Serological evidence of arboviral infections among humans of coastal Kenya.

A serosurvey was conducted during September 1987 for evidence of human arboviral infections in the Coast Province of Kenya. Sera were collected from 1624 outpatients at three hospitals and tested for antibody to eight arboviruses by the indirect immunofluorescent antibody technique. Antibody prevalence rates were: Rift Valley fever, 2.8%; Sindbis, 2.6%; dugbe, 2.1%; dengue-2, 1.0%; West Nile, 0.9%; chikungunya, 0.7% and Nairobi sheep disease, 0.3%. Evidence of Crimean-Congo haemorrhagic fever viral antibody was not detected. The data suggested low arbovirus activity since 1982, when an epidemic of dengue occurred in this region, and revealed the first evidence of dugbe viral infection among humans in Kenya.
AuthorsJ C Morrill, B K Johnson, C Hyams, F Okoth, P M Tukei, M Mugambi, J Woody
JournalThe Journal of tropical medicine and hygiene (J Trop Med Hyg) Vol. 94 Issue 3 Pg. 166-8 (Jun 1991) ISSN: 0022-5304 [Print] ENGLAND
PMID2051522 (Publication Type: Journal Article, Research Support, U.S. Gov't, Non-P.H.S.)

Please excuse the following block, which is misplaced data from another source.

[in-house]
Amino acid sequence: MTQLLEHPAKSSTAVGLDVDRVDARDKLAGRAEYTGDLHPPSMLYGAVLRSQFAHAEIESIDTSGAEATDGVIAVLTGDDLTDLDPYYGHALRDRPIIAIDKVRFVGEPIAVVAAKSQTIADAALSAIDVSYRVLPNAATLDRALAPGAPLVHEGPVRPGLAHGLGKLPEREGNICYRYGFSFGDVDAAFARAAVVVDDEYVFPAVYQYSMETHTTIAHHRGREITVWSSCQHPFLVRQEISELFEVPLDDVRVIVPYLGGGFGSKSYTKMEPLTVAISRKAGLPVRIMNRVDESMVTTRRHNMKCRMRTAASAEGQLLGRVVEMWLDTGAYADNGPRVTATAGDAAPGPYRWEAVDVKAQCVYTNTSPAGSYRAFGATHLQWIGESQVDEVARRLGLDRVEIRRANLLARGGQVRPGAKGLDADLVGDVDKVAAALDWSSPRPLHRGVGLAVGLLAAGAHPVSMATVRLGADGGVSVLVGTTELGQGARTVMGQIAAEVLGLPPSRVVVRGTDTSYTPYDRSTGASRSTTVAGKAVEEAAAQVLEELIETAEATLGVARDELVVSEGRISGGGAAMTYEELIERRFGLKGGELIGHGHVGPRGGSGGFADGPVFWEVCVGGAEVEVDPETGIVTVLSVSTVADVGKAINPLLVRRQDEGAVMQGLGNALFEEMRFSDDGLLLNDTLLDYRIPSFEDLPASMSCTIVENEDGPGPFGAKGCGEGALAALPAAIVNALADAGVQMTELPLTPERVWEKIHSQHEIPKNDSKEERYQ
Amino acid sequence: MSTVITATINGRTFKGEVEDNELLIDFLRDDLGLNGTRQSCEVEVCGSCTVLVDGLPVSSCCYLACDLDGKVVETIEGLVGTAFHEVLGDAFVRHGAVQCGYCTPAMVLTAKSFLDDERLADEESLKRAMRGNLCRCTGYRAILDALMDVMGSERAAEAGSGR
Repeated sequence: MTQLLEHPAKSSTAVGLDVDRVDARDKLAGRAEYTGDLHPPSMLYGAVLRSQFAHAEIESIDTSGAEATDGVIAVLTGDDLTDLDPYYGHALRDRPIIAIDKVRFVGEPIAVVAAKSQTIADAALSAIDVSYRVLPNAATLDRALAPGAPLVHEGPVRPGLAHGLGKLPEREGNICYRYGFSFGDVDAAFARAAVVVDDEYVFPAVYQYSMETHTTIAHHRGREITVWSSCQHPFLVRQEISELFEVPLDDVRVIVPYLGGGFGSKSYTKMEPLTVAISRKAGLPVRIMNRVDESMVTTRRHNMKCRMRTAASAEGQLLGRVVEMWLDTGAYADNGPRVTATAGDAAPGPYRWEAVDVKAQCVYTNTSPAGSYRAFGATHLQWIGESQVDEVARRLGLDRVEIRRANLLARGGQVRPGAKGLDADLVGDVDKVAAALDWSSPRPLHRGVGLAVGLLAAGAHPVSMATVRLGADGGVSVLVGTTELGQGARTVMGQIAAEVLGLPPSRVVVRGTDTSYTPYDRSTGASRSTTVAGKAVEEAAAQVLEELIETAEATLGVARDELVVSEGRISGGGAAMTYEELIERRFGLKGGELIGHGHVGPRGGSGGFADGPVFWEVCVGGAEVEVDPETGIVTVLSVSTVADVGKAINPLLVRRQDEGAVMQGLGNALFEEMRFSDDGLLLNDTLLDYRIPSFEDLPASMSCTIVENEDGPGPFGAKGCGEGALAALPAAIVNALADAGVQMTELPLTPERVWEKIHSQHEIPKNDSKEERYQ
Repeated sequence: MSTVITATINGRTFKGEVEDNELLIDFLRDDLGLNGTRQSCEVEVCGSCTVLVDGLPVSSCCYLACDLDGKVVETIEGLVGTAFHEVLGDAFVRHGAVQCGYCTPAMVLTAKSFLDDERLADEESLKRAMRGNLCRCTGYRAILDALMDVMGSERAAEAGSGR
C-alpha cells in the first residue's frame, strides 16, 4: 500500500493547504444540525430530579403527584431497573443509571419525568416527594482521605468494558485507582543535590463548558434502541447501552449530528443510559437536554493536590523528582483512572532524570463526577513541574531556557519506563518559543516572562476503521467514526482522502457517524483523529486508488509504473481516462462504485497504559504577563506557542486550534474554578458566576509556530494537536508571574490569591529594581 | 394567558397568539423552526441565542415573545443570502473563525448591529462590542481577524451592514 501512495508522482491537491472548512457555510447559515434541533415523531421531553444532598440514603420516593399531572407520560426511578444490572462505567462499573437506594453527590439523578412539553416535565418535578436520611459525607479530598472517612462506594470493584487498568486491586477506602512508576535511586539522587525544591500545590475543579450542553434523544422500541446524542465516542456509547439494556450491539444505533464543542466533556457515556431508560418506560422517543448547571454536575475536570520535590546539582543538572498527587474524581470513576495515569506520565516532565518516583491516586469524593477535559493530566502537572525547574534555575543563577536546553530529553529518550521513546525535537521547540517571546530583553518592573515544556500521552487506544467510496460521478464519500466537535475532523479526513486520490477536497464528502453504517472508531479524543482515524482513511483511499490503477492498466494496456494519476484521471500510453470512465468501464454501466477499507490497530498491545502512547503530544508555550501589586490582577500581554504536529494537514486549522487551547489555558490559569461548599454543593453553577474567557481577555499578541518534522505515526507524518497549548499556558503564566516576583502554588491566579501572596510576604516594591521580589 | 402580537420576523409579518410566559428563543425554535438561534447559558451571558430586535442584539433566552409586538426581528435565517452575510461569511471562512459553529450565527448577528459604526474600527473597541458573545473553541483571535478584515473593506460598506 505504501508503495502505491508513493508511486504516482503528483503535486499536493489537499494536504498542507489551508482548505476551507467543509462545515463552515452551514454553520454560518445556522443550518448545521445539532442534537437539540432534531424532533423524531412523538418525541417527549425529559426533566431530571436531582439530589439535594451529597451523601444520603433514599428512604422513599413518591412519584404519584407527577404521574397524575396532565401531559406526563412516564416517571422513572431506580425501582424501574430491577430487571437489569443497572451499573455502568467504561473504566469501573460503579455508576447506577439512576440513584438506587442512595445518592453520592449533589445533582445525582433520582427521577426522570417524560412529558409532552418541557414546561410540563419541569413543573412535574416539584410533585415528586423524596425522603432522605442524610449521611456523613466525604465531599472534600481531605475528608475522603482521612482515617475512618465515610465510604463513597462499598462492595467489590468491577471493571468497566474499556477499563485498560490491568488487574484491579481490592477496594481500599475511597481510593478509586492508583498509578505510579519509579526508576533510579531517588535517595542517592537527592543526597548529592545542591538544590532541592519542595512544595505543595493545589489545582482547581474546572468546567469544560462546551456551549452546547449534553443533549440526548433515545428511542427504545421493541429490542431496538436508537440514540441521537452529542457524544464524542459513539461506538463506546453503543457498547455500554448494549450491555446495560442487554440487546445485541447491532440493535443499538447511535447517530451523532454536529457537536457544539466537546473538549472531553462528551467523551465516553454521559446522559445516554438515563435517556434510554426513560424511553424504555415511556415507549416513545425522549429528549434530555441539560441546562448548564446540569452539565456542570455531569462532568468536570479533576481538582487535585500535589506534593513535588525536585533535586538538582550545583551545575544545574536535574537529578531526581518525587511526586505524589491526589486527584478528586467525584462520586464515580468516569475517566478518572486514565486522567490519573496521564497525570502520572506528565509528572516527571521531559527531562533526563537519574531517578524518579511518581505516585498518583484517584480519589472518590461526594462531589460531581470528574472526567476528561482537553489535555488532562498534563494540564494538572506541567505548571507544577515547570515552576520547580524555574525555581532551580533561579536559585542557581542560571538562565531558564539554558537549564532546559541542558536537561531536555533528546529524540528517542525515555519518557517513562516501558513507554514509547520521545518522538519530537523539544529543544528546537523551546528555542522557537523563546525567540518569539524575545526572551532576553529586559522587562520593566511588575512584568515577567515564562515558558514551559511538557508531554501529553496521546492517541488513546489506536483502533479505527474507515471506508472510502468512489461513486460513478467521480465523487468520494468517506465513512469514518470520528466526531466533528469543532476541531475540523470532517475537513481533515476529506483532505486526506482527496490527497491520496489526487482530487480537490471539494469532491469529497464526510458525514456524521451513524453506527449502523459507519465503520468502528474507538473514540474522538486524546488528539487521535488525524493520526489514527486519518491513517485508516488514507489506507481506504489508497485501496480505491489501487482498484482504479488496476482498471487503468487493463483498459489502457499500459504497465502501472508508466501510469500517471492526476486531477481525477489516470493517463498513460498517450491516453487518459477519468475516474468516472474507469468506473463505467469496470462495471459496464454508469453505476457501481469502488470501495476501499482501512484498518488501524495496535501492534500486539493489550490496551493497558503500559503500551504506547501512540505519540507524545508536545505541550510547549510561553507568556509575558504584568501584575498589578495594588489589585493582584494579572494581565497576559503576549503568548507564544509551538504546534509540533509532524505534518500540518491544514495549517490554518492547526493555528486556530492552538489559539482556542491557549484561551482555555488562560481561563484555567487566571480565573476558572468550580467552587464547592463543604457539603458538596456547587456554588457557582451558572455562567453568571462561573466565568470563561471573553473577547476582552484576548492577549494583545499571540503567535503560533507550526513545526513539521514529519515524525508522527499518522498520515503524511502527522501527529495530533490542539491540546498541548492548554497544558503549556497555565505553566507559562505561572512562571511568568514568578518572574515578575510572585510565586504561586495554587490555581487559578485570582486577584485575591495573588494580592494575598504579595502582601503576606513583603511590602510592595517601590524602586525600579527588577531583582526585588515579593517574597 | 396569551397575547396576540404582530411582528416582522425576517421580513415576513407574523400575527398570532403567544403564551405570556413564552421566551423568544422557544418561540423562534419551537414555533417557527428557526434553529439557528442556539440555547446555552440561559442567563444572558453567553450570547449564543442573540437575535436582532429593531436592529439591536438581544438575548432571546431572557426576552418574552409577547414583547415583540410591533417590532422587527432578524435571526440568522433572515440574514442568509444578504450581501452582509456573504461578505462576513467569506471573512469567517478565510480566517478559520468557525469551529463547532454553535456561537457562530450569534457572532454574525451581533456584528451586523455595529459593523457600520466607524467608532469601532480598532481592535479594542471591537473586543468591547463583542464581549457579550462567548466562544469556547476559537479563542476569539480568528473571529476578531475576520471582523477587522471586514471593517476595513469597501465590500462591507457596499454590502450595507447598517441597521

Chemical References
  • Antibodies, Viral
  • Adolescent
  • Antibodies, Viral (blood)
  • Arbovirus Infections (blood, epidemiology, immunology)
  • Arboviruses (immunology)
  • Child
  • Female
  • Humans
  • Kenya (epidemiology)
  • Male
  • Seroepidemiologic Studies

Join CureHunter, for free Research Interface BASIC access!

Take advantage of free CureHunter research engine access to explore the best drug and treatment options for any disease. Find out why thousands of doctors, pharma researchers and patient activists around the world use CureHunter every day.
Realize the full power of the drug-disease research network!

Choose Username:
Verify Password: